By Jonathan Baca, Staff Reporter | Photo by Jonathan Baca
The world of stand-up comedy is changing, and a handful of dedicated comics in Albuquerque are taking back the scene and doing things their own way, said professional comedian and Burque native Mike Long.
One local comedian who has broken out in the scene is Digital Media major Curt Fletcher. Fletcher has become a big name in local comedy, and has had success performing at clubs and comedy festivals throughout the country, he said.
“I like the scene here. Everyone is super supportive,” Fletcher said.
Since he started doing stand-up twelve years ago, Fletcher has performed all over the country, to audiences in 24 states, he said.
He has moved up through the ranks of the comedy world, battling critical club owners and drunken hecklers along the way, he said.
“I think it takes a certain kind of person. You definitely need to have thick skin,” and Fletcher said “You have a lot of bad shows before you get good.”
He first started performing there, despite his extreme nervousness and shy personality, and feels that he has come a long way since then, he said.
A new style of do-it-yoYurself stand-up is changing the local comedy scene, replacing the old model of the comedy club with a looser, more democratic system that puts the power back into the hands of the comics themselves, giving comedians and their fans the power to do things their own way, Long said.
“There’s a real resurgence of comedy as an art form, but it’s more accessible. All the gatekeepers have been removed, so it’s more do-it-yourself. Everyone has access to the same kind of network and scene,” Long said.
Just like many other comedians in Albuquerque, Fletcher got his start at Laff’s Comedy Club, where he previously worked.
“I’ve known Curt Fletcher for eight years and he’s one of the hottest comics coming out of New Mexico now,” said local actor Steven Michael Quezada, best known from his role as Agent Gomez on Breaking Bad.
Quezada also got his start as a stand-up comic in Albuquerque, and has since been the host of a local late night talk show, where he helped put the spotlight on many local comedians.
Former student and fellow comedian Terrance Brown said, “There’s a lot of funny guys here, but Curt is on another level.”
Local comedian Sarah Kennedy, along with ten others, will be hosting Comedy Awareness Week from October 12 to 19, with multiple shows every night, performances at UNM, and many other events, all with the goal of putting the spotlight on Albuquerque’s comedy scene and letting people know about the caliber of talent the city has, according to their Facebook page.
Kennedy runs the website AlbuquerqueComedy.com, which has become a much needed source of information for local comedy fans, with a calendar of performances, profiles of local performers, and other useful information.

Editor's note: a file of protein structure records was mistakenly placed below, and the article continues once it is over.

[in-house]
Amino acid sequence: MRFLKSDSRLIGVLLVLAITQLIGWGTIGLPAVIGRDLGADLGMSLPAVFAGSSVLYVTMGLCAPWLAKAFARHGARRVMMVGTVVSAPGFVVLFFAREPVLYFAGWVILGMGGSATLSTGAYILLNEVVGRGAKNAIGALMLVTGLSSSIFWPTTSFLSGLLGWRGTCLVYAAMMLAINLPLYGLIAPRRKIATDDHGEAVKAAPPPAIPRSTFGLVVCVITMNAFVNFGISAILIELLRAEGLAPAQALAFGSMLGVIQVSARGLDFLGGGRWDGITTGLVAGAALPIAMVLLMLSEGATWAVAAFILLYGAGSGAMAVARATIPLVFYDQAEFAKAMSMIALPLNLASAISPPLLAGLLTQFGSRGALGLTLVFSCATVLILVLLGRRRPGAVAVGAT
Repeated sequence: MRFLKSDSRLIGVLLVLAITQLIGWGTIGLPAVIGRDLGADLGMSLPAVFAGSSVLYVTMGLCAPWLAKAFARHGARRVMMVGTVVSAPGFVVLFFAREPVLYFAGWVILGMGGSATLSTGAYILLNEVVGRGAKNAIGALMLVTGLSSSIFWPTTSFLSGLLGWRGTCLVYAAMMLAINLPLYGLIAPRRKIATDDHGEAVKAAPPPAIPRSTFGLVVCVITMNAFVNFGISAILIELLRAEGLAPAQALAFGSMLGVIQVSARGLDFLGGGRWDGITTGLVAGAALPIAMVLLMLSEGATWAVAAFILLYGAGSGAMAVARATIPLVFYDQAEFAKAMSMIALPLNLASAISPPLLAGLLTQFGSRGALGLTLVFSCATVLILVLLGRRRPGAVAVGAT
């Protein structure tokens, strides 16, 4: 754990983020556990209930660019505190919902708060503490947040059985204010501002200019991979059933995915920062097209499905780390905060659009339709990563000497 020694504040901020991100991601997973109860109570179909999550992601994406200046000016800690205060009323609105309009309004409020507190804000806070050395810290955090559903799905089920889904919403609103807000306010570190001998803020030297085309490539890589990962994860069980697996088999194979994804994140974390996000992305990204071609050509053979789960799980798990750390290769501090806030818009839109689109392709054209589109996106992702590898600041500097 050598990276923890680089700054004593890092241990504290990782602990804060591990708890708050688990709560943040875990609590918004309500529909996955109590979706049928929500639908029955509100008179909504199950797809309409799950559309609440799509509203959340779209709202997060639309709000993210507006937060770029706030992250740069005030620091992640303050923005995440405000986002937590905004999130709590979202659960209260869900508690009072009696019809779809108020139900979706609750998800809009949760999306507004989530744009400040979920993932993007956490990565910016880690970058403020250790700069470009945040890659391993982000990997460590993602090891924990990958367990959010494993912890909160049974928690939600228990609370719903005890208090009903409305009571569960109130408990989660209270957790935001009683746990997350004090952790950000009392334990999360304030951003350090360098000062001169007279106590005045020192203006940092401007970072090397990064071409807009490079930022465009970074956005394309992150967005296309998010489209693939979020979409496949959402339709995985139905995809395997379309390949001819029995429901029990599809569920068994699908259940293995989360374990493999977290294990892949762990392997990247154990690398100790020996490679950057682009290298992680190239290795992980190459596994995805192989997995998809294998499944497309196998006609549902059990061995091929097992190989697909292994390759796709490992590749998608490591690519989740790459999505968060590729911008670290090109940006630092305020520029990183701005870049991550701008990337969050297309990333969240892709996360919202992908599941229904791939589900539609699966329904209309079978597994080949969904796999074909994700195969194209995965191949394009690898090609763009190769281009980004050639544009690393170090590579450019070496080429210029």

“Since I started doing comedy, I think we’ve become so much more connected and so much more collaborative, and I think we’ve grown a lot,” Kennedy said.
Kennedy hosts several stand-up open-mic nights at Blackbird Buvette downtown and at Broken Bottle Brewery on the west side, as well as a showcase at The Box on the first and third Saturdays of the month. With so many options, new talent has a chance to shine, Kennedy said.
“I would put any comedian from here up against what happens elsewhere in the country, and they would shake out to be equal if not better,” Kennedy said.
Comedy in Albuquerque has evolved from the days since Laff’s Comedy Club closed its doors years ago. Back then, if a local comic wanted to perform, Laff’s was the only stage in town.
“Now, with the internet and the local hubs of connectivity that we’re seeing, it’s a whole new world. We’re seeing people having amazing success without having to go through those traditional channels,” Long said.
Big name touring comedians also have plenty of venues at their disposal, Long said.
The Kimo Theater, the Kiva Auditorium, the Guild, and the Launchpad are all hosting touring comics, as well as the casinos, especially Santa Ana Star casino’s new comedy spot The Stage, and all of these are helping to make New Mexico a lucrative destination for national talent, Long said.
“The fact that there is a good paycheck to be made for a national headliner in New Mexico is a really big boom,” Long said.
National acts like Doug Stanhope, Seth Meyers, Steve Hofstetter, David Tobey, and many others have made New Mexico a stop on their tours is a testament to the growing importance of the Land of Enchantment as a comedy destination, Long said.
This helps the local scene because many of the opening acts for these shows are local up-and-comers, said Kennedy. Kennedy, Long, and fellow local Matt Peterson recently opened for Doug Stanhope at the Launchpad, which was a great opportunity for them to get stage time with a high-profile headlining act, Kennedy said.
Many exciting things are happening in the local comedy scene, and the challenge now is getting the word out, Long said.
“There’s half a million people in Albuquerque who don’t know that comedy shows are happening in this town,” Long said.
Thanks to people like Long, Kennedy, and dozens of others, the scene is alive and well, and should only continue to get bigger.
“There is always room to grow, and I hope Albuquerque stays on top of things, and remains ahead of the curve instead of just following,” Kennedy said.